• Occupations will have to reach out to workers if they want to become truly powerful. Right now, they are attracting some young workers and getting them excited about direct democracy, something that is sorely missing in most unions. Workers who are not hanging out with occupations will need to see concrete acts of solidarity coming their way, as the Teamsters at Sotheby’s in New York City have done.


  • I don’t know that OWS needs to continue expanding. It was a protest wave that succeeded far beyond anyone’s hopes and has shown us that there is a hunger out there in America for somebody to stick it to the banks. But at some point camping out in these particular places will outlive its usefulness as a visibility tactic. I don’t know what will be the next big protest wave, but I know we will need one to resist the coming demands for austerity and cutbacks. Is it important that whatever happens next be called “occupy so and so” and include campouts and such? Maybe, but also maybe something else.
  • We on the left have a weakness for getting stuck on something if it seems to work once. For instance, after the anti-corporate protests against the WTO meeting in Seattle in 1999, the entire U.S. left threw all its energy into attempting to shut down other meetings of trade bodies for the next five years, with a declining rate of success and relevance.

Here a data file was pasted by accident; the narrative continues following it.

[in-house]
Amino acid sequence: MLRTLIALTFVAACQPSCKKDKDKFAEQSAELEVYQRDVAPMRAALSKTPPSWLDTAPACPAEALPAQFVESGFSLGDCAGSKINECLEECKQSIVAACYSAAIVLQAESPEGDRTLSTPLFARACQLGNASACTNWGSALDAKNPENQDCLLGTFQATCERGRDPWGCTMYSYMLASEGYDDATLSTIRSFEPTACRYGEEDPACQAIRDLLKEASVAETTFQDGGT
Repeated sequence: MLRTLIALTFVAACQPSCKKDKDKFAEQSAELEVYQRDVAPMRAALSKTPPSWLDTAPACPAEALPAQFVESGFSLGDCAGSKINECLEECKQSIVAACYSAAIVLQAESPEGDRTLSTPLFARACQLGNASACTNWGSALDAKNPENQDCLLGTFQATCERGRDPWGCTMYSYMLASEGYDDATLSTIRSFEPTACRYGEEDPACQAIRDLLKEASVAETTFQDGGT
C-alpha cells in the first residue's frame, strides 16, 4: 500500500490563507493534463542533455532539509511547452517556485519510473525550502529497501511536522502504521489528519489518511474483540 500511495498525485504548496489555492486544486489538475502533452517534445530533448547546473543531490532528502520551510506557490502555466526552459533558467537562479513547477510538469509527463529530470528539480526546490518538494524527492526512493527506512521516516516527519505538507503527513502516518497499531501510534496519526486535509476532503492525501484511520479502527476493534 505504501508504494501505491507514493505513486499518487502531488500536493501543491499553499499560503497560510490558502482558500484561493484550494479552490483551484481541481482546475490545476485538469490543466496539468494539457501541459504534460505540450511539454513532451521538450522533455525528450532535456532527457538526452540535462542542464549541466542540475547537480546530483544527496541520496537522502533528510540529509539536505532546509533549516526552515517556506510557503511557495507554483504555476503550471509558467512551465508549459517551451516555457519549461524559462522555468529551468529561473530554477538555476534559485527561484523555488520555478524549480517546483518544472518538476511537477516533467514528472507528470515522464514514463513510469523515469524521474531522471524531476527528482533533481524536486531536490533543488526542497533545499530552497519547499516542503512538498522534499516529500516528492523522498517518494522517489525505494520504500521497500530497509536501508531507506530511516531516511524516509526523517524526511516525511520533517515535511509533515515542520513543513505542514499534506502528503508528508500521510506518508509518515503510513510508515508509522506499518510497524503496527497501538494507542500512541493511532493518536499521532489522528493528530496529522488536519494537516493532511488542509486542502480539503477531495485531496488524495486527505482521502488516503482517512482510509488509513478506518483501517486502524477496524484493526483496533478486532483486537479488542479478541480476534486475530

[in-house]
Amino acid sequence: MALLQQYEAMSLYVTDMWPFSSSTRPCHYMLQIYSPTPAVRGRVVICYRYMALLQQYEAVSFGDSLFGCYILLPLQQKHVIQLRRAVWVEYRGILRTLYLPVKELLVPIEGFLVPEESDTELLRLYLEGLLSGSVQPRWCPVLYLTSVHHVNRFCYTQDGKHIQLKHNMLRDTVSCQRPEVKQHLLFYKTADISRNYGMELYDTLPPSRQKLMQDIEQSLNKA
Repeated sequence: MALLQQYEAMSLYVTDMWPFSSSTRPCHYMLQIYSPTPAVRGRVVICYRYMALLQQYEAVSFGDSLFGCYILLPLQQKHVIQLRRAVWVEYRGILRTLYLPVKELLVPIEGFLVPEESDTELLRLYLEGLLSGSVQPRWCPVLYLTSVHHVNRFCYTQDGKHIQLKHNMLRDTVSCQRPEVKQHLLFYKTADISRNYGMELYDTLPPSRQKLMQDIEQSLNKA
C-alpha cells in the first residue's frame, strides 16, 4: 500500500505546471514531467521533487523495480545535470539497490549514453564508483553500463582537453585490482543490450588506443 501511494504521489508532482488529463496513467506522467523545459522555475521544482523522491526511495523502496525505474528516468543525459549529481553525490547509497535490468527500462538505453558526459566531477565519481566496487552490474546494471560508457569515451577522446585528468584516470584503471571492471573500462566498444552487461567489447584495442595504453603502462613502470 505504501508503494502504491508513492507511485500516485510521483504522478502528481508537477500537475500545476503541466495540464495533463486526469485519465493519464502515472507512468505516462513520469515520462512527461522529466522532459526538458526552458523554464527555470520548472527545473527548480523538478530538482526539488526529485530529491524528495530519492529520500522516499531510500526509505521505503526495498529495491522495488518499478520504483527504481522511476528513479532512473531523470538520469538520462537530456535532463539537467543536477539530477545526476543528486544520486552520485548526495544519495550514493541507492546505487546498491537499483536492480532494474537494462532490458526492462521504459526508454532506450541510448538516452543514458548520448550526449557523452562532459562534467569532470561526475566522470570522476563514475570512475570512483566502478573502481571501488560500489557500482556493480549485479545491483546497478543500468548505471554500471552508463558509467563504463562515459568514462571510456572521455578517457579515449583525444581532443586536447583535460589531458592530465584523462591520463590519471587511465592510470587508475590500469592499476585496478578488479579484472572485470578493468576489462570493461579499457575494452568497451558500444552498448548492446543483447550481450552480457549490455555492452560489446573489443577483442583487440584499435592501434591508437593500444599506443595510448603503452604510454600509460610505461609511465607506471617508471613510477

• I think most cities will have their police clear the protest camps out of the visible downtown locations over the next couple weeks. Those encampments that remain will dwindle in the cold weather and eventually be abandoned. Eventually, the fickle public majority that has expressed support will move on. The pattern of the protest-based left in the United States seems to be that, every few years, the left is part of an eruption of protest around an issue that captivates a large portion of the country in a dramatic way and then recedes without having left behind any ongoing organization. The anti-corporate globalization protests of 99-01, the antiwar protests of 04, the immigrant protests of 06, Wisconsin and OWS in ‘12. Who knows what the next one will be, but I bet it will erupt in two to four years.
  • Regardless, my own opinion is that we need to rebuild the ongoing, day-to-day institutions of a mass left, like the labor movement. So I spend a lot more of my political energy trying to help grow the power of the union for which I work than going to protests anymore. But it was been a wonderful thing, in Wisconsin and then during the Occupy thing, going to some great inspiring protests again. I hope these upsurges come more often and with more intensity.

C&Y: Thank you all for your remarks. We think that readers are going to find them of great interest. (full long long interview text).